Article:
The heat affects of the burning fuel do very little to the PVC. The gas temperature in the chamber (especially with a jammed round) peaks at about 4000<sup>o</sup>F. But because of the low mass and low heat capacity of the gases the pipe's temperature changes very little. So little that you usually can't detect any temperatture change if you put your hand on the pipe after firing.
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Unread postAuthor: starman » Tue Aug 19, 2008 11:51 am

This parent/combustion thing comes up fairly often. Don't blame them, they're just uninformed on the hows and whys of what's really going on and they don't want their life's gift of a son "blowing themselves up".

Truthfully, about the only way to really hurt yourself or someone with an even half way reasonably constructed combustion gun is to accidently shoot someone...something that you can do just as easily with a pneumatic.

The high temperatures in a combustion last for only milliseconds so heat and flame concerns are really minimal. Also, I have actually fully contained a combustion in a fairly large chamber. You don't hear anything, you don't feel any shock. It actually feels like a misfire. Opening the air vent lets out a low pressure rush of warm air. The shock you hear and feel when you shoot is almost completely a sound effect. Any recoil is dependant totally on the velocity and mass of the projectile.

Several very knowledgable spudders here agree on this issue. If you would like, I would be glad to converse with your parents via email or even a telephone chat if you think it would help. Just PM me. I'm a parent and understand where they are coming from.
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Unread postAuthor: Ragnarok » Tue Aug 19, 2008 12:34 pm

jimmy101 wrote:I understand Rag's view, and I agree, hence I also tend to describe my guns as launchers and not guns. But they clearly are guns, no ifs, ands, or buts about it, they are guns.

Well, if we're still being technical, the term "gun" is really only appropriate for field and ship guns - big bore stuff mounted on some sort of carriage or cradle... :P:D

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starman wrote:I'm a parent and understand where they are coming from.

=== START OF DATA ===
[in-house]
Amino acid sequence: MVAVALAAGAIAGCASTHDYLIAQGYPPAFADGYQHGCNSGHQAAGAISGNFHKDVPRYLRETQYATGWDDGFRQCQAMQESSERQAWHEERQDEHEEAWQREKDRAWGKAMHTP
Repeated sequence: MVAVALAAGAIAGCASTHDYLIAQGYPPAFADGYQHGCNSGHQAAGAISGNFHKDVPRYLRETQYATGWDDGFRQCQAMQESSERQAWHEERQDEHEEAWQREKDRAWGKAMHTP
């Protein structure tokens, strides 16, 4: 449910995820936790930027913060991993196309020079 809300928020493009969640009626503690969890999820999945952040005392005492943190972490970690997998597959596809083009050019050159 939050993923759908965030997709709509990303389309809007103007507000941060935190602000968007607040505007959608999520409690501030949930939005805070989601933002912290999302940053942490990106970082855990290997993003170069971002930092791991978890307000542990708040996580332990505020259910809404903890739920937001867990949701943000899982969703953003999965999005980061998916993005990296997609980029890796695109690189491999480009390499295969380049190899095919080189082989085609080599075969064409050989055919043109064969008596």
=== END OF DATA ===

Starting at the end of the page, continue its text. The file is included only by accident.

I'm not a parent (Despite one of my mate's insistences I have a daughter called Simone :roll:), but I can pick up a phone and pretend I am if you want. I've pretended to be worse. ;)

Any recoil is dependant totally on the velocity and mass of the projectile.

Not solely. The mass and velocity of the gasses involved is also significant. Given that in HEAL there are 18 grams of air leaving the muzzle at hundreds of metres a second, which is often a greater impulse than that of the projectile itself, it can't be ignored.
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Unread postAuthor: jimmy101 » Tue Aug 19, 2008 12:40 pm

starman wrote:Also, I have actually fully contained a combustion in a fairly large chamber. You don't hear anything, you don't feel any shock. It actually feels like a misfire. Opening the air vent lets out a low pressure rush of warm air.

Ya, I've done this type of closed chamber tests as well. The combustion process makes so little noise that the faint rattle sound a pressure gauge makes is louder than the sound of the combustion. The pressure gauge reading drops below 10 PSIG within 1 second after ignition.
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Unread postAuthor: DYI » Tue Aug 19, 2008 7:34 pm

DYI wrote:
Well, for one, there are no explosive alkanes, they're all quite stable.


Folks seem to be confusing "explosion", "combustion" and "detonation".


There are no deflagratable or detonateable alkanes, so the point's kind of moot, ain't it? :wink:

The word "explosion" is really too vague a term to be of any great use here. As far as its definition: a loud noise (generally as a result of a single pressure pulse being broken up by intervening objects and echoing), followed by the rapid displacement of things from where they used to be. :lol:
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Unread postAuthor: psycix » Wed Aug 20, 2008 8:16 am

jimmy101 wrote:Anyone who has ever seen a well made, full sized, combustion spud gun fire is going to describe what happens as an explosion, or at least, describe it as being the same as a what a "real" gun does.

The reason of people thinking of an explosion is simply because of that bang and the possible flash of fire out of the muzzle.
But actually, this bang is not "the"* explosion, it is the release of the pressure that was behind the projectile. Note that pneumatics also make a bang! (while it may sound a bit different due to the difference in temperature etc.)
The "explosion" itself ("the" explosion, the deflagration, doesn't make any sound at all. As you know, a closed chamber doesn't make any sound or shock.
And thats the whole point, the parents believe that the bang is one hell of an explosion which propels the projectile, but its simply the release of the pressure which first pushed the projectile forward and the burning of the fuel is not that bang.

*Yes I know, a sudden release of pressure may be defined as an explosion, but it is not the burning of the fuel, so its another explosion and not "the" explosion.


You guys want to call his parents and try to convince them? :lol:
Kinda makes me laugh, since his parents have no idea who they are talking to. For them, you are just some random guy from the internet, and thus they may not trust you and believe all information you tell them.
If parents have to be convinced, its the best to do that yourself, since you are their son, and so they may believe you faster if you show that you know that you are doing and know alot more then them.